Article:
Stem Cells May Help After Heart Attack
Scientists Coax Embryonic Stem Cells to Help Rats' Hearts Heal After Heart Attack
Aug. 27, 2007 -- Scientists may be one step closer to healing heart attack damage with embryonic stem cells.
Embryonic stem cells can transform into many different types of cells.
In a new study, researchers including the University of Washington's Charles Murry, MD, PhD, tested human embryonic stem cells as a way to repair rats' hearts after heart attacks.
First, the scientists coaxed human embryonic stem cells in a test tube into becoming heart cells.
Next, they mixed those fledgling heart cells with a "cocktail" of chemicals made to help the heart cells stick to the rats' heart tissue.
Not all of the stem-cell-derived heart cells survived. But some did, and those heart cells helped strengthen the rats' hearts four weeks after transplantation, report Murry and colleagues.
The researchers saw no signs of abnormal tissue or irregular heartbeats (arrhythmias) related to the stem-cell-derived heart cells.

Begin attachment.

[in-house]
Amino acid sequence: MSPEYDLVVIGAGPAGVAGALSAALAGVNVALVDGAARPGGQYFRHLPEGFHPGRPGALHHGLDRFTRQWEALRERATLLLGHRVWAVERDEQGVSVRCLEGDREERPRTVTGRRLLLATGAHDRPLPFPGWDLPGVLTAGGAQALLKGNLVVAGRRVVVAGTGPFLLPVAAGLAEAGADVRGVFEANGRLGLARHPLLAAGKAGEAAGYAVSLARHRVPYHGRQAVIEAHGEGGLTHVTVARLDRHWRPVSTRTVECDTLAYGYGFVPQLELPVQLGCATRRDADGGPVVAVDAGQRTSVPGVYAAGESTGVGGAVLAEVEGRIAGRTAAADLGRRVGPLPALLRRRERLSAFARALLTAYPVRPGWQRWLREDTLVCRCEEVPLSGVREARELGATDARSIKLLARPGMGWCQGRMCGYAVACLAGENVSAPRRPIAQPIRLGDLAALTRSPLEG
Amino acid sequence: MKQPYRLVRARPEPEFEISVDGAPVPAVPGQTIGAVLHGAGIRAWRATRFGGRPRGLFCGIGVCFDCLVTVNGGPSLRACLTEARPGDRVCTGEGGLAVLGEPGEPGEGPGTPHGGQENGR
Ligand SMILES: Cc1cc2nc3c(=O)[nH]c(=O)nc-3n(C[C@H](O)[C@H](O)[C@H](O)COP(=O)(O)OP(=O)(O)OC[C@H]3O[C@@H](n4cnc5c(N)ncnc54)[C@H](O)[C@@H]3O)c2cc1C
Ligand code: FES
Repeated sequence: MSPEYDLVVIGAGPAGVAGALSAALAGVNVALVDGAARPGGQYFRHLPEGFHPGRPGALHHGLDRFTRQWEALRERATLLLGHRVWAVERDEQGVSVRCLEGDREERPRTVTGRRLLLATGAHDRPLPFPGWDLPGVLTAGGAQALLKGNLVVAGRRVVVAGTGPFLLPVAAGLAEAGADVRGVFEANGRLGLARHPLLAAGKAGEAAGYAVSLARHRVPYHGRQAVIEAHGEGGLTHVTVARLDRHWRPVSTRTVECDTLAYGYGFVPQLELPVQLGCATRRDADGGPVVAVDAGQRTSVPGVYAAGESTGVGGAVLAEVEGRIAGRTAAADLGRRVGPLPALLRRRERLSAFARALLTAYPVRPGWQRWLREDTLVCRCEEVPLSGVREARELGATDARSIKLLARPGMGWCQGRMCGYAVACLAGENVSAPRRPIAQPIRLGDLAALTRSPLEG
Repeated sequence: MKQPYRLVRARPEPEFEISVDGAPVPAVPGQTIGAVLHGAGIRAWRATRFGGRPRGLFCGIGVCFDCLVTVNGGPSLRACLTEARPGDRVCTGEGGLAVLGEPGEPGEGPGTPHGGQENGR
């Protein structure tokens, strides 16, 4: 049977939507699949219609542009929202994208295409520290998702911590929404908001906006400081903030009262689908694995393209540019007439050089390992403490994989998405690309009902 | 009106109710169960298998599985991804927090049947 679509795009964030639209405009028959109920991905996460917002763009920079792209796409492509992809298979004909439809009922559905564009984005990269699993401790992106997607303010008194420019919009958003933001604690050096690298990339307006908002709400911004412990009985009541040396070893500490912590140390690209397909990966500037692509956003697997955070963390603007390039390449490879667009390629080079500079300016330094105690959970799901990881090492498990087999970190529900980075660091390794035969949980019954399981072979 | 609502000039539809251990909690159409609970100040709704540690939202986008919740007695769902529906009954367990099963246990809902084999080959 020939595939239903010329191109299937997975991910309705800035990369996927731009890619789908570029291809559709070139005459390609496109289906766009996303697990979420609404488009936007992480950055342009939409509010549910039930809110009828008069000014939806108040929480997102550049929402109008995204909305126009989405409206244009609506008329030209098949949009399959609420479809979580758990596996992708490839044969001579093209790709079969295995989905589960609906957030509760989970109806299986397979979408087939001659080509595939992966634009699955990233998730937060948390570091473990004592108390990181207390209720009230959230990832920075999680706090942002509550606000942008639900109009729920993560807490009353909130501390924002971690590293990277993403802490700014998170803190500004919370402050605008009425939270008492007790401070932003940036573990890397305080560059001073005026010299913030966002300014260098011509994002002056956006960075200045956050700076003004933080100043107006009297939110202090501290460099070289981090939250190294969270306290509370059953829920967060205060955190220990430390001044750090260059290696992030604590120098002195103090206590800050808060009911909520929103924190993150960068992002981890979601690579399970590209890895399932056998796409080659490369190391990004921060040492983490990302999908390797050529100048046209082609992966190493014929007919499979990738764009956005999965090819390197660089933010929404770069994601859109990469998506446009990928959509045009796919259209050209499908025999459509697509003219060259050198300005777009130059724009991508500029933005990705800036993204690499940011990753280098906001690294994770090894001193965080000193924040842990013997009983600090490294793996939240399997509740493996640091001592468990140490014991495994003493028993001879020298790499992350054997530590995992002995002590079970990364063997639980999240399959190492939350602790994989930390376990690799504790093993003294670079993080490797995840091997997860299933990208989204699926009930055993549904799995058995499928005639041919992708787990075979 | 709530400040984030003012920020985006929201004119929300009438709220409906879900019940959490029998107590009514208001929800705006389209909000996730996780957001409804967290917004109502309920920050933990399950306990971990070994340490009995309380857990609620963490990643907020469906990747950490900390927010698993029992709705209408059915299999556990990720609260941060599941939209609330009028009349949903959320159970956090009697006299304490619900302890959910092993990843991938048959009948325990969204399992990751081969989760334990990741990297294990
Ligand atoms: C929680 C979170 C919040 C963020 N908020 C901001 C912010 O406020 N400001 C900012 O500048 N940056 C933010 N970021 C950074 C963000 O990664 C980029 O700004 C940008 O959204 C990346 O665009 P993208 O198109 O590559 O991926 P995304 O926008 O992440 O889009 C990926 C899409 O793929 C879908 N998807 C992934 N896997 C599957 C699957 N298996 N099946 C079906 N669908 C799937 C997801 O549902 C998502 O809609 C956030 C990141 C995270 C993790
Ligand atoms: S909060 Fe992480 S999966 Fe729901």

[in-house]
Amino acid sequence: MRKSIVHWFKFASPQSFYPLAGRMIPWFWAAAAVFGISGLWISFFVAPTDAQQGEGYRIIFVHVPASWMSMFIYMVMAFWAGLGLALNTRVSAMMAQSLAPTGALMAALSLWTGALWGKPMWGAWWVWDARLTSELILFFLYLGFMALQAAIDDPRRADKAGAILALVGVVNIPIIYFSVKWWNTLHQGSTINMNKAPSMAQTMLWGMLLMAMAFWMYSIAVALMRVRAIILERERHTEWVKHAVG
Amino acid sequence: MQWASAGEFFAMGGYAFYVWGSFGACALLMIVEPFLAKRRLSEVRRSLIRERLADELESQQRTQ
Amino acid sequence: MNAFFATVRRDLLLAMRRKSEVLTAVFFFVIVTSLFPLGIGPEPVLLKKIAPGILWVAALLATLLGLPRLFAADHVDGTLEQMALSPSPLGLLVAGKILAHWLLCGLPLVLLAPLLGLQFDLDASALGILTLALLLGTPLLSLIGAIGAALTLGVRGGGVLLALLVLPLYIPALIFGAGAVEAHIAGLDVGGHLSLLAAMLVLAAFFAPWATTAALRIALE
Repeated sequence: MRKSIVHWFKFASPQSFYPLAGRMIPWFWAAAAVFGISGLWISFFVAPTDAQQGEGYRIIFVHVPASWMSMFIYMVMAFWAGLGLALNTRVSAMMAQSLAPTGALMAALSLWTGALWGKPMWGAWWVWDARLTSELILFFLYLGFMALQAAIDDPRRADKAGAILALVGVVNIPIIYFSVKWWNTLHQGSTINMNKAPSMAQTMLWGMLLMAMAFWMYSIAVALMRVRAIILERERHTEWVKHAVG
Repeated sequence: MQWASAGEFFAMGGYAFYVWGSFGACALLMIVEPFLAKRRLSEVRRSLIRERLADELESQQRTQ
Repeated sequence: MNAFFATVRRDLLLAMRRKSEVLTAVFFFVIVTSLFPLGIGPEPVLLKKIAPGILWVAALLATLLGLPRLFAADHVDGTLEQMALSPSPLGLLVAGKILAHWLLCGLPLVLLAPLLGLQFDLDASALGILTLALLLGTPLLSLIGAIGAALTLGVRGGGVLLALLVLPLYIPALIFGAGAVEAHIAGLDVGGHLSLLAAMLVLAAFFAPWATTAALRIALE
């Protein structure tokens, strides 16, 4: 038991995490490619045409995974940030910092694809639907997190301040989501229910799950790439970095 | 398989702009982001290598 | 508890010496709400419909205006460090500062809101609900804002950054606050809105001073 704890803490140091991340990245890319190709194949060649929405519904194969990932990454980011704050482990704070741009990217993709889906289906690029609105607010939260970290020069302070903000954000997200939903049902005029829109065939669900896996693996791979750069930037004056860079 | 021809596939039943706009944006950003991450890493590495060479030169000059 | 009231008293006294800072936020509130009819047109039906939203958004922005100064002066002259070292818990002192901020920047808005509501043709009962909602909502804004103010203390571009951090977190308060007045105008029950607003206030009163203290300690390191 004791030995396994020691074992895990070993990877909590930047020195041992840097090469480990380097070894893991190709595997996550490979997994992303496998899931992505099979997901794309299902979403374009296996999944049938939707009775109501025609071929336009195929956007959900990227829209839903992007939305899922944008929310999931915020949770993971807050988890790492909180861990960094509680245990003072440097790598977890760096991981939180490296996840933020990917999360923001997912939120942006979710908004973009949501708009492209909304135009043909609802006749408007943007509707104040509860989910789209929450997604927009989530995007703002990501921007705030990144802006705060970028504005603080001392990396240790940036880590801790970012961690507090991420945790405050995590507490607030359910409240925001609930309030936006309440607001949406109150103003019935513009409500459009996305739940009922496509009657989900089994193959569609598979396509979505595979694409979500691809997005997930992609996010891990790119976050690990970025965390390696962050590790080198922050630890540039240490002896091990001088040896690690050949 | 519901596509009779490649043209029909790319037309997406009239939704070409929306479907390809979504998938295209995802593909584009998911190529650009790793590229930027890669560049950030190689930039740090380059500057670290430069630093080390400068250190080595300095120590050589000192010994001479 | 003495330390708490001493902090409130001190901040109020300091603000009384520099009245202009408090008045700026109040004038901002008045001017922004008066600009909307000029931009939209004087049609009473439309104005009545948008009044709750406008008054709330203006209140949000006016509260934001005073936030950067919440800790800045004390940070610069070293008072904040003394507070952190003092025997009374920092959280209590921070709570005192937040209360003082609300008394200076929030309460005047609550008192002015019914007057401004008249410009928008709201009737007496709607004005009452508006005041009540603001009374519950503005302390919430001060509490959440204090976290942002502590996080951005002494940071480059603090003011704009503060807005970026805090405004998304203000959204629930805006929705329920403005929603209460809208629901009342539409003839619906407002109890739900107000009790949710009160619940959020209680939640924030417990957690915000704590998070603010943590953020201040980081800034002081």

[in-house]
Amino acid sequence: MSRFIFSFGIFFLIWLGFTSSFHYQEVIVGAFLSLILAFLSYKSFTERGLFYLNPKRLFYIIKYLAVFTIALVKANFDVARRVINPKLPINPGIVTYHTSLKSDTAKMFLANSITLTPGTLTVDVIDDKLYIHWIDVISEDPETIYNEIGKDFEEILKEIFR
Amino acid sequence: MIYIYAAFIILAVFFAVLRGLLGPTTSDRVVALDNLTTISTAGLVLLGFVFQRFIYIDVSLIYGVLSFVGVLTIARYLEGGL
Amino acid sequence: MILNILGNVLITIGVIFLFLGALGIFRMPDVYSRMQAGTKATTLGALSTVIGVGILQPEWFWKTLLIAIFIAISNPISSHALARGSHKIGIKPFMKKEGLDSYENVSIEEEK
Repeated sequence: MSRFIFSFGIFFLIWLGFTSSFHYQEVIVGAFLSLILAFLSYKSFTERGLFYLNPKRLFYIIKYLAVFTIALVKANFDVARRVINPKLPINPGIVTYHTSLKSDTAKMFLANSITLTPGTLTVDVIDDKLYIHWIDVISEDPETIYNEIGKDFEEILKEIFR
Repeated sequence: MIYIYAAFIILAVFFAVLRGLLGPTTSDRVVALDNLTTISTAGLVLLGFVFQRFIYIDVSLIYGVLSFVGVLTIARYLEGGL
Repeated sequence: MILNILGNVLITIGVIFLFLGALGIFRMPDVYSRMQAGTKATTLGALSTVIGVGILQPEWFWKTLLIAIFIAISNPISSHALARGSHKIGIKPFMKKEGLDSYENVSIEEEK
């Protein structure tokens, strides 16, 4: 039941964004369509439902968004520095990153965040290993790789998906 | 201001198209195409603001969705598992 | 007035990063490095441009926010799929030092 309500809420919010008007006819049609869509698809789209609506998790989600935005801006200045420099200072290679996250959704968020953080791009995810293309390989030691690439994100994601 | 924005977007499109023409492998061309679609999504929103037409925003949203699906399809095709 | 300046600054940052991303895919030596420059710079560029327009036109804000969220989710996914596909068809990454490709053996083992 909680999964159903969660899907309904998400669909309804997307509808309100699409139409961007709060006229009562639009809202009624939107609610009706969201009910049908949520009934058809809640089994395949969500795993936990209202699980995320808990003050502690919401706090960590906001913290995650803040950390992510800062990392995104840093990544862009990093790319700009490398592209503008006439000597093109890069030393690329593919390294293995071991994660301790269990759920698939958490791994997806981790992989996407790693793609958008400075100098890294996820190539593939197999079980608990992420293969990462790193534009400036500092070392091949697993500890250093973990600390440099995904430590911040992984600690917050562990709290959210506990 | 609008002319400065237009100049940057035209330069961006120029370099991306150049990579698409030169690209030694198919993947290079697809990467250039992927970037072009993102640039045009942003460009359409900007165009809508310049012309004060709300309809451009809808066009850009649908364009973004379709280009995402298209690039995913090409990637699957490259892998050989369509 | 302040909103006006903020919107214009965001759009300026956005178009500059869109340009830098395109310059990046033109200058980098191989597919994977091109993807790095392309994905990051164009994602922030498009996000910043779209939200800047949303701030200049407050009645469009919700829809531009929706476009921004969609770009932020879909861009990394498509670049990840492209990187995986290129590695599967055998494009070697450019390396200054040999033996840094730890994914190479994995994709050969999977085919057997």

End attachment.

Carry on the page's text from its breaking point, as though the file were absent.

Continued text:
Murry's team wants to test the stem-cell strategy in larger animals.
"Future studies are required to better understand the mechanisms responsible and to test the ability of these cells to repair hearts under conditions that closely match human disease," write the researchers.
If those experiments succeed, stem-cell tests may begin in people in about two years, states a University of Washington news release.
Apart from the University of Washington researchers, several of the scientists who worked on the study are employees of the biopharmaceutical company Geron Corp.
The study appears in the advance online edition of the journal Nature Biotechnology.